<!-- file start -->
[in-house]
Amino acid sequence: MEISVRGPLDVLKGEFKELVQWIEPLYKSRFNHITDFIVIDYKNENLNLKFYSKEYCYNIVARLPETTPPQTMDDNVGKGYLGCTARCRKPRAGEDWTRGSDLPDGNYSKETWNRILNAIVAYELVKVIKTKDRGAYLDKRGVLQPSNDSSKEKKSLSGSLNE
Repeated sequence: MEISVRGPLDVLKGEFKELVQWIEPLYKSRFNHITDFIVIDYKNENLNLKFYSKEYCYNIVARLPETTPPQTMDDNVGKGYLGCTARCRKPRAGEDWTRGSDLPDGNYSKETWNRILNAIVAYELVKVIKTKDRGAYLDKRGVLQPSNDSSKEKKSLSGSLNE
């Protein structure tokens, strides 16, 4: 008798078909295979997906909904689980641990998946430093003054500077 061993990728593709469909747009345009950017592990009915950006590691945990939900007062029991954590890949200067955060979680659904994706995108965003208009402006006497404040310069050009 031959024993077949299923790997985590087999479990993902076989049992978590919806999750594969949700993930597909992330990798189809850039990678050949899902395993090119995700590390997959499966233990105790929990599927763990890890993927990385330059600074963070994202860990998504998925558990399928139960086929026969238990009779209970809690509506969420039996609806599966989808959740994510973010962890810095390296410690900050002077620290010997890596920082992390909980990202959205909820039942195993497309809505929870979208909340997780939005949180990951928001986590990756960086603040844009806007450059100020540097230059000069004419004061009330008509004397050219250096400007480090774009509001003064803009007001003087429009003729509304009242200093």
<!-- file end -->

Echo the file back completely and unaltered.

[in-house]
Amino acid sequence: MEISVRGPLDVLKGEFKELVQWIEPLYKSRFNHITDFIVIDYKNENLNLKFYSKEYCYNIVARLPETTPPQTMDDNVGKGYLGCTARCRKPRAGEDWTRGSDLPDGNYSKETWNRILNAIVAYELVKVIKTKDRGAYLDKRGVLQPSNDSSKEKKSLSGSLNE
Repeated sequence: MEISVRGPLDVLKGEFKELVQWIEPLYKSRFNHITDFIVIDYKNENLNLKFYSKEYCYNIVARLPETTPPQTMDDNVGKGYLGCTARCRKPRAGEDWTRGSDLPDGNYSKETWNRILNAIVAYELVKVIKTKDRGAYLDKRGVLQPSNDSSKEKKSLSGSLNE
């Protein structure tokens, strides 16, 4: 008798078909295979997906909904689980641990998946430093003054500077 061993990728593709469909747009345009950017592990009915950006590691945990939900007062029991954590890949200067955060979680659904994706995108965003208009402006006497404040310069050009 031959024993077949299923790997985590087999479990993902076989049992978590919806999750594969949700993930597909992330990798189809850039990678050949899902395993090119995700590390997959499966233990105790929990599927763990890890993927990385330059600074963070994202860990998504998925558990399928139960086929026969238990009779209970809690509506969420039996609806599966989808959740994510973010962890810095390296410690900050002077620290010997890596920082992390909980990202959205909820039942195993497309809505929870979208909340997780939005949180990951928001986590990756960086603040844009806007450059100020540097230059000069004419004061009330008509004397050219250096400007480090774009509001003064803009007001003087429009003729509304009242200093």